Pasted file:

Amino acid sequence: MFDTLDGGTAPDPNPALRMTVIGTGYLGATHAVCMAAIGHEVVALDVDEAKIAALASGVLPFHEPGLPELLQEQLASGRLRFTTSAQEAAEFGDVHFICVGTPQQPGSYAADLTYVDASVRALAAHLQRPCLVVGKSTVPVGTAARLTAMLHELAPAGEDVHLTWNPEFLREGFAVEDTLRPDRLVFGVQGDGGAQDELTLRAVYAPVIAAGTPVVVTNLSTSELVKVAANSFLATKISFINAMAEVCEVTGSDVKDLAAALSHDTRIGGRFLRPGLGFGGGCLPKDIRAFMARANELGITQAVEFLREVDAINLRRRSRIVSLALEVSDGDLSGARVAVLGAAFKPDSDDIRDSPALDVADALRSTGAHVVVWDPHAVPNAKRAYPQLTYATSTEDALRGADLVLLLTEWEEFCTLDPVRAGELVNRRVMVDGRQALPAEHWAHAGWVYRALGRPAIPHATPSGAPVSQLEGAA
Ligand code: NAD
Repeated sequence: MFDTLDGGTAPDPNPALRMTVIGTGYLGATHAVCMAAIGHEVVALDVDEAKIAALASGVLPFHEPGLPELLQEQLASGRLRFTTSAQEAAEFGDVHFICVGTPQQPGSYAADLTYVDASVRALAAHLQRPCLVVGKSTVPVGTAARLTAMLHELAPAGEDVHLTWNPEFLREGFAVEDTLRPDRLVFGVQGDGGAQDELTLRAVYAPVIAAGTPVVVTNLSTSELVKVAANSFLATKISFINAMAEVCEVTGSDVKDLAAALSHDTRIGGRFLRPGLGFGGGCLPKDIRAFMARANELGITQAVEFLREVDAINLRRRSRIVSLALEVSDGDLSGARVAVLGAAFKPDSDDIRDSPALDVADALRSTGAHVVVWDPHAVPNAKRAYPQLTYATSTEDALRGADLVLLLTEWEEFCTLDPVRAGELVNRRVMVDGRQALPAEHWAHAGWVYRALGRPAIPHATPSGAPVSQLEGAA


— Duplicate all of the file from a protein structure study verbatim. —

Amino acid sequence: MFDTLDGGTAPDPNPALRMTVIGTGYLGATHAVCMAAIGHEVVALDVDEAKIAALASGVLPFHEPGLPELLQEQLASGRLRFTTSAQEAAEFGDVHFICVGTPQQPGSYAADLTYVDASVRALAAHLQRPCLVVGKSTVPVGTAARLTAMLHELAPAGEDVHLTWNPEFLREGFAVEDTLRPDRLVFGVQGDGGAQDELTLRAVYAPVIAAGTPVVVTNLSTSELVKVAANSFLATKISFINAMAEVCEVTGSDVKDLAAALSHDTRIGGRFLRPGLGFGGGCLPKDIRAFMARANELGITQAVEFLREVDAINLRRRSRIVSLALEVSDGDLSGARVAVLGAAFKPDSDDIRDSPALDVADALRSTGAHVVVWDPHAVPNAKRAYPQLTYATSTEDALRGADLVLLLTEWEEFCTLDPVRAGELVNRRVMVDGRQALPAEHWAHAGWVYRALGRPAIPHATPSGAPVSQLEGAA
Ligand code: NAD
Repeated sequence: MFDTLDGGTAPDPNPALRMTVIGTGYLGATHAVCMAAIGHEVVALDVDEAKIAALASGVLPFHEPGLPELLQEQLASGRLRFTTSAQEAAEFGDVHFICVGTPQQPGSYAADLTYVDASVRALAAHLQRPCLVVGKSTVPVGTAARLTAMLHELAPAGEDVHLTWNPEFLREGFAVEDTLRPDRLVFGVQGDGGAQDELTLRAVYAPVIAAGTPVVVTNLSTSELVKVAANSFLATKISFINAMAEVCEVTGSDVKDLAAALSHDTRIGGRFLRPGLGFGGGCLPKDIRAFMARANELGITQAVEFLREVDAINLRRRSRIVSLALEVSDGDLSGARVAVLGAAFKPDSDDIRDSPALDVADALRSTGAHVVVWDPHAVPNAKRAYPQLTYATSTEDALRGADLVLLLTEWEEFCTLDPVRAGELVNRRVMVDGRQALPAEHWAHAGWVYRALGRPAIPHATPSGAPVSQLEGAA